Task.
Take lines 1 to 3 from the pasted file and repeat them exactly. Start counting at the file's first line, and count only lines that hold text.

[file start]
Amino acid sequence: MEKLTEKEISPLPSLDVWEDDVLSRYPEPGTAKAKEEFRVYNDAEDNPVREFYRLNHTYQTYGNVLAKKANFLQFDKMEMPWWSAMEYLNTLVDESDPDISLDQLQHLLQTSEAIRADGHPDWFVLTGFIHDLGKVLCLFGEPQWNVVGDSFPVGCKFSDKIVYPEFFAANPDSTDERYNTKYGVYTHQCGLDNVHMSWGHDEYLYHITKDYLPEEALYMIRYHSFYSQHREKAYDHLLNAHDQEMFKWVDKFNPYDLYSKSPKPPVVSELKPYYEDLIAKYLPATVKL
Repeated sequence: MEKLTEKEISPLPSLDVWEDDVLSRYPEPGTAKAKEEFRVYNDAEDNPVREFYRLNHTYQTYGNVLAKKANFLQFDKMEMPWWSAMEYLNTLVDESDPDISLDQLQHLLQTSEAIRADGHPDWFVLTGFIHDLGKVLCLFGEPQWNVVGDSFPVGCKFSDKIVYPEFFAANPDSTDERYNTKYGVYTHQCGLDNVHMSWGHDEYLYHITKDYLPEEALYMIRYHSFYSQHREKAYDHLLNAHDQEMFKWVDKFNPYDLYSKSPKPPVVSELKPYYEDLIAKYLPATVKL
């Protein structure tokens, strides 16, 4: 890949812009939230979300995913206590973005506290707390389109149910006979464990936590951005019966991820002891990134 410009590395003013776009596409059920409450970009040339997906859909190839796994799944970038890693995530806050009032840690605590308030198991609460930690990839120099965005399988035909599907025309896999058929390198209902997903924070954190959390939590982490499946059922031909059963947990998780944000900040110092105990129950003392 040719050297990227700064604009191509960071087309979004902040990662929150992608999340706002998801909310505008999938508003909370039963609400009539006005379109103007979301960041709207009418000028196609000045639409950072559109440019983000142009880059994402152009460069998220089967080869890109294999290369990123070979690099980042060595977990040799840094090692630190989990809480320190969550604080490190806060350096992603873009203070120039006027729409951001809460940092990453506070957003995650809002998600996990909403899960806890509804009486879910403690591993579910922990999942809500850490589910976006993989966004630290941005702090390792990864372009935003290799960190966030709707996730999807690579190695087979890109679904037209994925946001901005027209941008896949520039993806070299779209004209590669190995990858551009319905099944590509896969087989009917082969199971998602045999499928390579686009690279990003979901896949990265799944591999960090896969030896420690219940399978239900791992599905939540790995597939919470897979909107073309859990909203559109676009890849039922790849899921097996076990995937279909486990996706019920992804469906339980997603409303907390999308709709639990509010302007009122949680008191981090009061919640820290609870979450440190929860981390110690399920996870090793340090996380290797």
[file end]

Amino acid sequence: MEKLTEKEISPLPSLDVWEDDVLSRYPEPGTAKAKEEFRVYNDAEDNPVREFYRLNHTYQTYGNVLAKKANFLQFDKMEMPWWSAMEYLNTLVDESDPDISLDQLQHLLQTSEAIRADGHPDWFVLTGFIHDLGKVLCLFGEPQWNVVGDSFPVGCKFSDKIVYPEFFAANPDSTDERYNTKYGVYTHQCGLDNVHMSWGHDEYLYHITKDYLPEEALYMIRYHSFYSQHREKAYDHLLNAHDQEMFKWVDKFNPYDLYSKSPKPPVVSELKPYYEDLIAKYLPATVKL
Repeated sequence: MEKLTEKEISPLPSLDVWEDDVLSRYPEPGTAKAKEEFRVYNDAEDNPVREFYRLNHTYQTYGNVLAKKANFLQFDKMEMPWWSAMEYLNTLVDESDPDISLDQLQHLLQTSEAIRADGHPDWFVLTGFIHDLGKVLCLFGEPQWNVVGDSFPVGCKFSDKIVYPEFFAANPDSTDERYNTKYGVYTHQCGLDNVHMSWGHDEYLYHITKDYLPEEALYMIRYHSFYSQHREKAYDHLLNAHDQEMFKWVDKFNPYDLYSKSPKPPVVSELKPYYEDLIAKYLPATVKL
């Protein structure tokens, strides 16, 4: 890949812009939230979300995913206590973005506290707390389109149910006979464990936590951005019966991820002891990134 410009590395003013776009596409059920409450970009040339997906859909190839796994799944970038890693995530806050009032840690605590308030198991609460930690990839120099965005399988035909599907025309896999058929390198209902997903924070954190959390939590982490499946059922031909059963947990998780944000900040110092105990129950003392 040719050297990227700064604009191509960071087309979004902040990662929150992608999340706002998801909310505008999938508003909370039963609400009539006005379109103007979301960041709207009418000028196609000045639409950072559109440019983000142009880059994402152009460069998220089967080869890109294999290369990123070979690099980042060595977990040799840094090692630190989990809480320190969550604080490190806060350096992603873009203070120039006027729409951001809460940092990453506070957003995650809002998600996990909403899960806890509804009486879910403690591993579910922990999942809500850490589910976006993989966004630290941005702090390792990864372009935003290799960190966030709707996730999807690579190695087979890109679904037209994925946001901005027209941008896949520039993806070299779209004209590669190995990858551009319905099944590509896969087989009917082969199971998602045999499928390579686009690279990003979901896949990265799944591999960090896969030896420690219940399978239900791992599905939540790995597939919470897979909107073309859990909203559109676009890849039922790849899921097996076990995937279909486990996706019920992804469906339980997603409303907390999308709709639990509010302007009122949680008191981090009061919640820290609870979450440190929860981390110690399920996870090793340090996380290797």